About Us


Chemeketa Press is a nonprofit textbook publisher that works directly with faculty authors to make affordable, effective, engaging, and accessible textbooks. We bring the passion and enthusiasm of your favorite professor to the page, through agile publishing methods that will change the industry. We do this for our students and yours, nationwide—because a textbook should open the door, not close it.

Since our founding in 2015, we've saved Chemeketa Community College students more than $5.3 million.

Chemeketa Press is located on the land of the Kalapuya, who today are represented by the Confederated Tribes of the Grand Ronde and the Confederated Tribes of the Siletz Indians, whose relationship with this land continues to this day. We offer gratitude for the land itself, for those who have stewarded it for generations, and for the opportunity to study, learn, work, and be in community on this land. We acknowledge that our College’s history, like many others, is fundamentally tied to the first colonial developments in the Willamette Valley. Finally, we respectfully acknowledge and honor past, present, and future Indigenous students of Chemeketa Community College.

Who We Are

We are passionate educators and publishing professionals who help faculty solve problems and innovate in their classrooms, and we have fun along the way.

Abbey Gaterud (She/Her)


Abbey oversees the general operations of the Press and works with external partners to publish and distribute Chemeketa Press books to a national audience. She previously spent 15 years at Portland State University as the publisher of Ooligan Press and has an MS in Book Publishing from Portland State and a BA in English from Lewis & Clark College. Abbey has worked in all areas of book publishing, including design, editing, production, and marketing, and really just likes to make books.

Brian Mosher (He/Him)

Marketing & Publicity Coordinator

Brian manages all projects at Chemeketa Press by coordinating with Press staff, faculty authors, and the College’s internal systems. He also manages Chemeketa Press operational details and is a strong advocate for the generative potential of a blank whiteboard and post-it notes. He has an MA from Oregon State University and has taught composition and literature courses for 12 years.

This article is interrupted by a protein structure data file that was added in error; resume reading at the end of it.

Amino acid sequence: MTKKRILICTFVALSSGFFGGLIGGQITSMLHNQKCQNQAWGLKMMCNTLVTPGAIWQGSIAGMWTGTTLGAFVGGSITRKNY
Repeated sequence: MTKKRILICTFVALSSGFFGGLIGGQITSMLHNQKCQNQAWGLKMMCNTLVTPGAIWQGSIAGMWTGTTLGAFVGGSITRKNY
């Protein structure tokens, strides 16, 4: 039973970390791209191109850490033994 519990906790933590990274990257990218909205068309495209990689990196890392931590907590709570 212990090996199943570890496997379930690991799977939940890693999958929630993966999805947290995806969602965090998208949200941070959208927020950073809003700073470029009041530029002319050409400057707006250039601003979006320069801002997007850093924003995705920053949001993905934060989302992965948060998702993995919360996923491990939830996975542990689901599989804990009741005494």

Melinda Crouchley (She/Her)

Publishing Assistant

Melinda assists in a variety of different roles as a publishing assistant at the Press--editorial, design, marketing, and administrative. She has an MA in book publishing and a BA in English, with a minor in technical writing, both from Portland State University. Melinda is an experienced editor, formerly acting as the Managing Editor of Ooligan Press, and has written, edited, designed, and published a young adult science fiction book series.

Ronald Cox (He/Him)

Design Editor

Ronald oversees any design needs the Press has, including managing the Visual Communication interns during summer term while they create the layouts of the books. Ronald also teaches in the Visual Communication program. He has a BA from Portland State. Prior to Chemeketa Press Ronald was the Creative Director at a local private university.

Stephanie Lenox (She/Her)

Instructional Editor

Stephanie works with faculty to craft textbooks that draw on their expertise while maintaining an accessible voice that speaks directly to students. She organizes a weekly faculty writing group to encourage a community of productive writers and leads regular writing workshops for faculty. She has an MFA from the University of Idaho and has experience in publishing both as an editor and as the author of several books of poetry.

What We’re Doing

Chemeketa Press is the academic publishing arm of Chemeketa Community College in Salem, Oregon. Founded in 2015, Chemeketa Press is a core component of a college-wide student success initiative designed to lower the cost of textbooks. Adoption of Chemeketa Press textbooks has saved students more than $5.3 million over six years. The Press started with a question: why are textbooks so expensive, boring, and bloated? The unsatisfactory answer led faculty and staff to create a press that does things differently and seeks to revolutionize the textbook industry.

Faculty authors at Chemeketa and beyond work with the Press’s innovative agile publishing model to write textbooks for their classrooms. Development editions of books are tested in the classroom and by external reviewers, then revised and improved before release to a national audience. Chemeketa books are written for actual students—no jargon, academic speak, or bombastic prose allowed—and are designed to be accessible, engaging, and beautiful.

This model brought unexpected benefits: increased faculty understanding and engagement with their disciplines; increased student work experience through editing and design projects with the Press; and a campus-wide pride in our ability to solve our own expensive textbook problem. Chemeketa Press proves that a campus can make life better for its students through ingenuity, creativity, and hard work—and that the benefits can extend to campuses across the country.

If you would like to support this mission, one option is to make a donation through the Chemeketa Community College Foundation at their secure giving site. Under “Fund Designation” at their site, select “Chemeketa Press Textbook Fund” to make your donation to us. Thank you for helping us publish affordable and effective textbooks.

Why We Do What
We’re Doing

We empower students, faculty, and institutions to address their need for affordable and effective learning materials.